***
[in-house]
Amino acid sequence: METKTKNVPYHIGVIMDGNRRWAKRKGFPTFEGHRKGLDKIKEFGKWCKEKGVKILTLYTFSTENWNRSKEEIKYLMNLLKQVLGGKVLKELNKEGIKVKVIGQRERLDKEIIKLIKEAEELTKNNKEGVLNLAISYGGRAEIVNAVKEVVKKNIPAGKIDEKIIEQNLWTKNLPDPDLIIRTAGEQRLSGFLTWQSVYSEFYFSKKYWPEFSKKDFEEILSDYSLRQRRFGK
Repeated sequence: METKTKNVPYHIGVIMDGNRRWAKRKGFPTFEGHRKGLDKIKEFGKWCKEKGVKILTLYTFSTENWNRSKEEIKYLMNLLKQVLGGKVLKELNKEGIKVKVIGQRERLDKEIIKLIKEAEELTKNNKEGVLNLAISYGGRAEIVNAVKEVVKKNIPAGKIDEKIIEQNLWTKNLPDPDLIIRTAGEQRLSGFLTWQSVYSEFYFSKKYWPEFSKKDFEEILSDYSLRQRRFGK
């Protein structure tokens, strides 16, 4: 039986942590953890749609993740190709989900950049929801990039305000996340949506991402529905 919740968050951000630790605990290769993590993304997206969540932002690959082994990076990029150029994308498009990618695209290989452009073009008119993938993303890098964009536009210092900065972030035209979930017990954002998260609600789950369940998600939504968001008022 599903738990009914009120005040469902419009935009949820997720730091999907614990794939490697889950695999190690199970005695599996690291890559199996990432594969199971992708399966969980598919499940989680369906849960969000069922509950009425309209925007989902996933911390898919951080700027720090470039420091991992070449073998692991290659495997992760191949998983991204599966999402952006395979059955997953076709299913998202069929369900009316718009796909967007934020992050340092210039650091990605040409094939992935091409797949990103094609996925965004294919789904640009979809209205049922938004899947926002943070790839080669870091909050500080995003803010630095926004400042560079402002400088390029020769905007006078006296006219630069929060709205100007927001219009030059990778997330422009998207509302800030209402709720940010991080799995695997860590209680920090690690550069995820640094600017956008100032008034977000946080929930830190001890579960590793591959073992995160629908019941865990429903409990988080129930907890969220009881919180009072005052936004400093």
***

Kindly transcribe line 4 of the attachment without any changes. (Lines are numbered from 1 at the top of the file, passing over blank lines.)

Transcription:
């Protein structure tokens, strides 16, 4: 039986942590953890749609993740190709989900950049929801990039305000996340949506991402529905 919740968050951000630790605990290769993590993304997206969540932002690959082994990076990029150029994308498009990618695209290989452009073009008119993938993303890098964009536009210092900065972030035209979930017990954002998260609600789950369940998600939504968001008022 599903738990009914009120005040469902419009935009949820997720730091999907614990794939490697889950695999190690199970005695599996690291890559199996990432594969199971992708399966969980598919499940989680369906849960969000069922509950009425309209925007989902996933911390898919951080700027720090470039420091991992070449073998692991290659495997992760191949998983991204599966999402952006395979059955997953076709299913998202069929369900009316718009796909967007934020992050340092210039650091990605040409094939992935091409797949990103094609996925965004294919789904640009979809209205049922938004899947926002943070790839080669870091909050500080995003803010630095926004400042560079402002400088390029020769905007006078006296006219630069929060709205100007927001219009030059990778997330422009998207509302800030209402709720940010991080799995695997860590209680920090690690550069995820640094600017956008100032008034977000946080929930830190001890579960590793591959073992995160629908019941865990429903409990988080129930907890969220009881919180009072005052936004400093």